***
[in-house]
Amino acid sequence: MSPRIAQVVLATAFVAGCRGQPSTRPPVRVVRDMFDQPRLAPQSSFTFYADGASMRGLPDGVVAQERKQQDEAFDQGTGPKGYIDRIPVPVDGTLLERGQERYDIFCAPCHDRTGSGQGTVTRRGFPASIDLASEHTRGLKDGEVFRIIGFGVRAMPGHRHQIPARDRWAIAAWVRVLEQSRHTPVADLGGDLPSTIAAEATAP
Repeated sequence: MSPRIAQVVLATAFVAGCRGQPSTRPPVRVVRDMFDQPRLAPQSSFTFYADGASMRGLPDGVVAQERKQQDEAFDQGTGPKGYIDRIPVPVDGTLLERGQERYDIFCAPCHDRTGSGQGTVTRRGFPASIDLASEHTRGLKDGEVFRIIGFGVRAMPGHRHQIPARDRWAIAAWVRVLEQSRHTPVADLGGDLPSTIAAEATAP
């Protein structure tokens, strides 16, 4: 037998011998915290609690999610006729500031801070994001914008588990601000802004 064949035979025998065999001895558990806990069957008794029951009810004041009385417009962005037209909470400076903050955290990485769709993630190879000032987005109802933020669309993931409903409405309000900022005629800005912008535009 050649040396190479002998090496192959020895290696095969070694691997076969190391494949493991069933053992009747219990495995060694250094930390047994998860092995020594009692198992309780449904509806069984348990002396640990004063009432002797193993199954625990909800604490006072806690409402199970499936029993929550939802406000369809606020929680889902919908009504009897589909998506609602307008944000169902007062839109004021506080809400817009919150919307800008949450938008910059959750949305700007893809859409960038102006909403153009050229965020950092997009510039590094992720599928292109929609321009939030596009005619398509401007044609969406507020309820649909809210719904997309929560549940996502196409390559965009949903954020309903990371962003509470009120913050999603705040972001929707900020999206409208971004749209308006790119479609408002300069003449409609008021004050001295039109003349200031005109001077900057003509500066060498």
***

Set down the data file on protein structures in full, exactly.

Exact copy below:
[in-house]
Amino acid sequence: MSPRIAQVVLATAFVAGCRGQPSTRPPVRVVRDMFDQPRLAPQSSFTFYADGASMRGLPDGVVAQERKQQDEAFDQGTGPKGYIDRIPVPVDGTLLERGQERYDIFCAPCHDRTGSGQGTVTRRGFPASIDLASEHTRGLKDGEVFRIIGFGVRAMPGHRHQIPARDRWAIAAWVRVLEQSRHTPVADLGGDLPSTIAAEATAP
Repeated sequence: MSPRIAQVVLATAFVAGCRGQPSTRPPVRVVRDMFDQPRLAPQSSFTFYADGASMRGLPDGVVAQERKQQDEAFDQGTGPKGYIDRIPVPVDGTLLERGQERYDIFCAPCHDRTGSGQGTVTRRGFPASIDLASEHTRGLKDGEVFRIIGFGVRAMPGHRHQIPARDRWAIAAWVRVLEQSRHTPVADLGGDLPSTIAAEATAP
């Protein structure tokens, strides 16, 4: 037998011998915290609690999610006729500031801070994001914008588990601000802004 064949035979025998065999001895558990806990069957008794029951009810004041009385417009962005037209909470400076903050955290990485769709993630190879000032987005109802933020669309993931409903409405309000900022005629800005912008535009 050649040396190479002998090496192959020895290696095969070694691997076969190391494949493991069933053992009747219990495995060694250094930390047994998860092995020594009692198992309780449904509806069984348990002396640990004063009432002797193993199954625990909800604490006072806690409402199970499936029993929550939802406000369809606020929680889902919908009504009897589909998506609602307008944000169902007062839109004021506080809400817009919150919307800008949450938008910059959750949305700007893809859409960038102006909403153009050229965020950092997009510039590094992720599928292109929609321009939030596009005619398509401007044609969406507020309820649909809210719904997309929560549940996502196409390559965009949903954020309903990371962003509470009120913050999603705040972001929707900020999206409208971004749209308006790119479609408002300069003449409609008021004050001295039109003349200031005109001077900057003509500066060498």